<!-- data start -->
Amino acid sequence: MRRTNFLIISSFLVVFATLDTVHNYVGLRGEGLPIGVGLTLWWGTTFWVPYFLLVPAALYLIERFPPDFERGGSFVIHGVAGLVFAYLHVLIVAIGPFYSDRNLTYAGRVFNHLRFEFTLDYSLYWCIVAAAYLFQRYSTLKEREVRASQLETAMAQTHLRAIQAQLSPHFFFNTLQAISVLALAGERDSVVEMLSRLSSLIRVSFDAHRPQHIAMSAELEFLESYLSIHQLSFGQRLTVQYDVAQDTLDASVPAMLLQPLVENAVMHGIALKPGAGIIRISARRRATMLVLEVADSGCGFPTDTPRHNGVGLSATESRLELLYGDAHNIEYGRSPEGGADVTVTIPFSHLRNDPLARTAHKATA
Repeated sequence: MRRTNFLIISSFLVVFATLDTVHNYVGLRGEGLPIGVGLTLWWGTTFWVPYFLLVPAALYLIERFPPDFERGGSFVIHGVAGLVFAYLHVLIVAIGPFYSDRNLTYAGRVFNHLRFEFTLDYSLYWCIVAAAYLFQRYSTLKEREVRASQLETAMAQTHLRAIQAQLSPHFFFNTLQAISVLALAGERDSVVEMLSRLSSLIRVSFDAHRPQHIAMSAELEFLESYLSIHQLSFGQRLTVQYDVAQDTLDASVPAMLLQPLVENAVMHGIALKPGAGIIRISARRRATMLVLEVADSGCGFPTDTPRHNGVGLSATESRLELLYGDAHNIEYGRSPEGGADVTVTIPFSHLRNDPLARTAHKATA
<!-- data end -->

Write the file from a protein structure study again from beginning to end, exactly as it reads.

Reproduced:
Amino acid sequence: MRRTNFLIISSFLVVFATLDTVHNYVGLRGEGLPIGVGLTLWWGTTFWVPYFLLVPAALYLIERFPPDFERGGSFVIHGVAGLVFAYLHVLIVAIGPFYSDRNLTYAGRVFNHLRFEFTLDYSLYWCIVAAAYLFQRYSTLKEREVRASQLETAMAQTHLRAIQAQLSPHFFFNTLQAISVLALAGERDSVVEMLSRLSSLIRVSFDAHRPQHIAMSAELEFLESYLSIHQLSFGQRLTVQYDVAQDTLDASVPAMLLQPLVENAVMHGIALKPGAGIIRISARRRATMLVLEVADSGCGFPTDTPRHNGVGLSATESRLELLYGDAHNIEYGRSPEGGADVTVTIPFSHLRNDPLARTAHKATA
Repeated sequence: MRRTNFLIISSFLVVFATLDTVHNYVGLRGEGLPIGVGLTLWWGTTFWVPYFLLVPAALYLIERFPPDFERGGSFVIHGVAGLVFAYLHVLIVAIGPFYSDRNLTYAGRVFNHLRFEFTLDYSLYWCIVAAAYLFQRYSTLKEREVRASQLETAMAQTHLRAIQAQLSPHFFFNTLQAISVLALAGERDSVVEMLSRLSSLIRVSFDAHRPQHIAMSAELEFLESYLSIHQLSFGQRLTVQYDVAQDTLDASVPAMLLQPLVENAVMHGIALKPGAGIIRISARRRATMLVLEVADSGCGFPTDTPRHNGVGLSATESRLELLYGDAHNIEYGRSPEGGADVTVTIPFSHLRNDPLARTAHKATA